Robert M. Hendrickson
College of Education, The Pennsylvania State University
A review of the federal policy and the litigation on the breakup of dual systems of higher education under Title VI of the Civil Rights Act illuminates a very complex issue. It becomes abundantly clear that what took 100 years to establish cannot be dismantled through a five-year policy mandate. Furthermore, the definitions of equal opportunity, equity and equality have not been clarified, nor have policy makers described the end result--how the state's higher education system would appear when the goal of Title VI compliance is achieved. Rather, as this study so aptly points out, the focus of the courts and policy has been on enrollment and employment quotas and the elimination of the historically black institutions. Such an approach is consistent with the history of the treatment of African Americans in the southern and border states.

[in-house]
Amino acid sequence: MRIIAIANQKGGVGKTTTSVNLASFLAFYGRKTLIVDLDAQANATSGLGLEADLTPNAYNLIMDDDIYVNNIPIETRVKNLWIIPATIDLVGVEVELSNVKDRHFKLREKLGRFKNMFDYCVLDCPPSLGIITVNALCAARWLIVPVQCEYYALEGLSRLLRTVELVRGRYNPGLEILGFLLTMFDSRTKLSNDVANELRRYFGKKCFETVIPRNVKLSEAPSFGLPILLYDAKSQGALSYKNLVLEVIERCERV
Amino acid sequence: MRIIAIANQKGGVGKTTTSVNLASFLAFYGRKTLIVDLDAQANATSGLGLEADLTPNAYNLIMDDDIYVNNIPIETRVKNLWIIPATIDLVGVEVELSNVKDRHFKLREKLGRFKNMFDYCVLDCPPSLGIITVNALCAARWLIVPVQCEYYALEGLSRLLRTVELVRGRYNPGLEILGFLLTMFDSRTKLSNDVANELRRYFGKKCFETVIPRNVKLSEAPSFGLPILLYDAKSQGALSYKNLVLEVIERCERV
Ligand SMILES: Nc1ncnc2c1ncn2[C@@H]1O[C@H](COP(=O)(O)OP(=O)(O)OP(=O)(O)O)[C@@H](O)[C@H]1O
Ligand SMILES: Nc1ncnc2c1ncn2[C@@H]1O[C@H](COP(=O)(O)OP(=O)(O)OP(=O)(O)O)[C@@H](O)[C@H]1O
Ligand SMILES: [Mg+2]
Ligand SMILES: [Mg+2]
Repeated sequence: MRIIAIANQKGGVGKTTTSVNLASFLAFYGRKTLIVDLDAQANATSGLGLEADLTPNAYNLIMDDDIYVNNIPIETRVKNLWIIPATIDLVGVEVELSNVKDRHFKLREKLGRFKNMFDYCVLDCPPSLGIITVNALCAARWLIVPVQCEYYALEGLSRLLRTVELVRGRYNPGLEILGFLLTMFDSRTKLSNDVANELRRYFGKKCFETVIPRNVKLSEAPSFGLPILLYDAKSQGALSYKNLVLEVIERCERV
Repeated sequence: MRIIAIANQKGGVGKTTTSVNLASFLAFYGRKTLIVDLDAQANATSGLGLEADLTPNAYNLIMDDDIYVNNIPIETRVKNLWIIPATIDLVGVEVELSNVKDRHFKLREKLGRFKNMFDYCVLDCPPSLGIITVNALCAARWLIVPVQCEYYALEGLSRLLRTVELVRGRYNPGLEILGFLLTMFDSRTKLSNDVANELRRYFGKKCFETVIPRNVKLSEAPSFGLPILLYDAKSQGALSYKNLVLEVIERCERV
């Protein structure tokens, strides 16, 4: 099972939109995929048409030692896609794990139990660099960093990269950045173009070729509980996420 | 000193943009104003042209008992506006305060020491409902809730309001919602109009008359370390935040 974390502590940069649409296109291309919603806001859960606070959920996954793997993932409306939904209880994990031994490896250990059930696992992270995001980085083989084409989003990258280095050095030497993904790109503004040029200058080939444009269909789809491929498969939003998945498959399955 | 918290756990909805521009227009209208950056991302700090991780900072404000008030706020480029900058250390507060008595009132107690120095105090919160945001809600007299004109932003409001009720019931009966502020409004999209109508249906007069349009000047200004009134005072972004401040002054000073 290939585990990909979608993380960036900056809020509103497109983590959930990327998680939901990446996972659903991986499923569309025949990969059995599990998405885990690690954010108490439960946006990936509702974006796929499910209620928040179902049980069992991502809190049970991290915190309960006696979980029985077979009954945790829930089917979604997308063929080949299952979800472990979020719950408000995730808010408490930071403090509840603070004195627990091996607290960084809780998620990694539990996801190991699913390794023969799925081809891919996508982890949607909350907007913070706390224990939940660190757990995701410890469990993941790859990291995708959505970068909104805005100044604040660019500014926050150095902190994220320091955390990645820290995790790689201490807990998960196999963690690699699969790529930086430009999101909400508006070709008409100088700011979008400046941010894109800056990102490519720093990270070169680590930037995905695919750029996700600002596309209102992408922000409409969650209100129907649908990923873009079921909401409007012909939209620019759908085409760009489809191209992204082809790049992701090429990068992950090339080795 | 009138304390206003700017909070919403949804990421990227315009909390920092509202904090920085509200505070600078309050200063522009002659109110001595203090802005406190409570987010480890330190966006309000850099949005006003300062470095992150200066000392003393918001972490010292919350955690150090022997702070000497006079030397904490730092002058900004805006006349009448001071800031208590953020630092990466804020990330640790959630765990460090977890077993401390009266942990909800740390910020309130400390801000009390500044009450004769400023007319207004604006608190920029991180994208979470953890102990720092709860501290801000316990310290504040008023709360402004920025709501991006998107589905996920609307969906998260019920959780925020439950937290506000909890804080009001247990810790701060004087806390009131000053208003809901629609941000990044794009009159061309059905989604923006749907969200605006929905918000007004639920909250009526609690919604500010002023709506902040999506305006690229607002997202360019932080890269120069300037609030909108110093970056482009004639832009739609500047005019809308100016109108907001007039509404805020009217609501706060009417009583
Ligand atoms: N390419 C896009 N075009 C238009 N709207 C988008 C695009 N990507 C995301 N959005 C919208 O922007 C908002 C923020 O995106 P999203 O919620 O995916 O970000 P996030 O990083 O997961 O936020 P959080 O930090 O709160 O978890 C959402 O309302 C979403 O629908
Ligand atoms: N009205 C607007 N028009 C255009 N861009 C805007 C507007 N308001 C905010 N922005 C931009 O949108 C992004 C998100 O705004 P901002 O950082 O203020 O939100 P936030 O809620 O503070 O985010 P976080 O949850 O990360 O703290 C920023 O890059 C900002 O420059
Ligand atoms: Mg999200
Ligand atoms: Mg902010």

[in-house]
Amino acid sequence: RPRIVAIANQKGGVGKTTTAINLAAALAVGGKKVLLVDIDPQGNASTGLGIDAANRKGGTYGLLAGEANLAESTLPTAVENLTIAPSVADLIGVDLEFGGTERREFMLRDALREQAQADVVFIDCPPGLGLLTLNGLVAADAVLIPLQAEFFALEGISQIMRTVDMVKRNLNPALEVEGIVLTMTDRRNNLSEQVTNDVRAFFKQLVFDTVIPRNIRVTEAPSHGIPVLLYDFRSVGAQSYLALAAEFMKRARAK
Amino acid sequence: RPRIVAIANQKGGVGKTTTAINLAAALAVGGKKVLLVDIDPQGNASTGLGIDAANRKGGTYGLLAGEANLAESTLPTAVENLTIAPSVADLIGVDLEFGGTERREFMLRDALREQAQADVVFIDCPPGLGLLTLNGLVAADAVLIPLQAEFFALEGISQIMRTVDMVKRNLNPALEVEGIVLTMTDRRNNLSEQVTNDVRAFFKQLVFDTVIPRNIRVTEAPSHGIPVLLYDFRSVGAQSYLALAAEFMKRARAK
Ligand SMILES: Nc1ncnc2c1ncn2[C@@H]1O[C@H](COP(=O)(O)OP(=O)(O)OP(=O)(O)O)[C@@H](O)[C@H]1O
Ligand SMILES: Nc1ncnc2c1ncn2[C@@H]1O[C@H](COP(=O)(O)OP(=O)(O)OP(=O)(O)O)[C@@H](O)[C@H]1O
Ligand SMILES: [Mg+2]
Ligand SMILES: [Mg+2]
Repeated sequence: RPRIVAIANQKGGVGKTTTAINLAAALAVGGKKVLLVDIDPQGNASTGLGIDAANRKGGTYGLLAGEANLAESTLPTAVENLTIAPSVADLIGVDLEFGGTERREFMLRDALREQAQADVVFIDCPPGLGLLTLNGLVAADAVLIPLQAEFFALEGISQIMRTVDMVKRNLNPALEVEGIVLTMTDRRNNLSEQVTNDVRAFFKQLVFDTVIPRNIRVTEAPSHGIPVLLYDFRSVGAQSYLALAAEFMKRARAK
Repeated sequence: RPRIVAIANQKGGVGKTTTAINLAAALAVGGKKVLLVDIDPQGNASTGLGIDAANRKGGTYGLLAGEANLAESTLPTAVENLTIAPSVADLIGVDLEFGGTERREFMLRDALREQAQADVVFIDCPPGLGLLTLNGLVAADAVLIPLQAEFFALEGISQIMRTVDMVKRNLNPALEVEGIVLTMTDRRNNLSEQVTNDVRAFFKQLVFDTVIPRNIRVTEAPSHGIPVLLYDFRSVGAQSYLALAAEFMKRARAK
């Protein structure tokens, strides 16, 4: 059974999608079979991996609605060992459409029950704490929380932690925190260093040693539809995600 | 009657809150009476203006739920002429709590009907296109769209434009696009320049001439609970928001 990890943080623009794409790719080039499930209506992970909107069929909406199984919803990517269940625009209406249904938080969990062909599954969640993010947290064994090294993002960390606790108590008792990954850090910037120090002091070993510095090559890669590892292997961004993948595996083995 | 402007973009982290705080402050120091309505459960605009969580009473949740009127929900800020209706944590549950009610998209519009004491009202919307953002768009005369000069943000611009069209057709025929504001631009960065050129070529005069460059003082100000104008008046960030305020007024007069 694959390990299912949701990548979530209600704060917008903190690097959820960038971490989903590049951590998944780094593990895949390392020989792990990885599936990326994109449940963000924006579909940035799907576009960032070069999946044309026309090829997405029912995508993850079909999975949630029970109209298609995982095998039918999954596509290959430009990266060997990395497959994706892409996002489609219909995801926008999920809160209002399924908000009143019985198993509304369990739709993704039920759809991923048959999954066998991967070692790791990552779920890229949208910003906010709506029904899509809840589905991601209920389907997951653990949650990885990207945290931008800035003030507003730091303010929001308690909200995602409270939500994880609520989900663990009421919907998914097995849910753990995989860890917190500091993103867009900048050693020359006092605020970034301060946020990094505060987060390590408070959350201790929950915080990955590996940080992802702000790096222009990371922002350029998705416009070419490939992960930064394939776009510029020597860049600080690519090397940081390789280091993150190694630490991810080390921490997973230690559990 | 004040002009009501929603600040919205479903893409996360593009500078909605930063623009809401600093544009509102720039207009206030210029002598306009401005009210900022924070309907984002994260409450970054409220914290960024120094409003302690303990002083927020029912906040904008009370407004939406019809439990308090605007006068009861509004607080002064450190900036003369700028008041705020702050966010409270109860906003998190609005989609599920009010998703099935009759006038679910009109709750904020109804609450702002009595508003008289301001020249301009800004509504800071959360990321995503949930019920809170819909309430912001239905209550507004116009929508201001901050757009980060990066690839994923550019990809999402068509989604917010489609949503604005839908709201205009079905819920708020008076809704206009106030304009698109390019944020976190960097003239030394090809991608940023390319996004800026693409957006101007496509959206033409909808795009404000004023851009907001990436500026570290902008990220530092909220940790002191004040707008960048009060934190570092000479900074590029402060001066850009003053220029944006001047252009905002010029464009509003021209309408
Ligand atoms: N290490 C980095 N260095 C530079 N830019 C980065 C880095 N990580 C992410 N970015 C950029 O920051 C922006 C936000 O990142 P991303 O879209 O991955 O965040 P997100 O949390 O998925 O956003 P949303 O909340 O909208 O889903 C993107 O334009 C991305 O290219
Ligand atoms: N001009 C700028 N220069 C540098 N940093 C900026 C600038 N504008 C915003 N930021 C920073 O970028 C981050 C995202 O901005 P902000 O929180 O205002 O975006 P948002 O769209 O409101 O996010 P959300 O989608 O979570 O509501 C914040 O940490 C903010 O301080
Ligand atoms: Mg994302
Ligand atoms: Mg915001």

During the reconstruction period, there was a specific effort by the white population to deny Blacks the right to education and to ensure that any education provided was inferior to that offered to Whites. This history was chronicled in Knight v. Alabama (787 F.Supp. 1030 [N.D. Ala. 1991]) and demonstrated how denial of the right to vote, white control of historically black institutions, and the tradition of underfunding the existing historically black colleges ensured their inferiority. Yet as M. Christopher Brown points out, the historically black colleges, against insurmountable odds, have become the most successful vehicle for preparing African Americans to pursue successful and contributing careers in society. Why then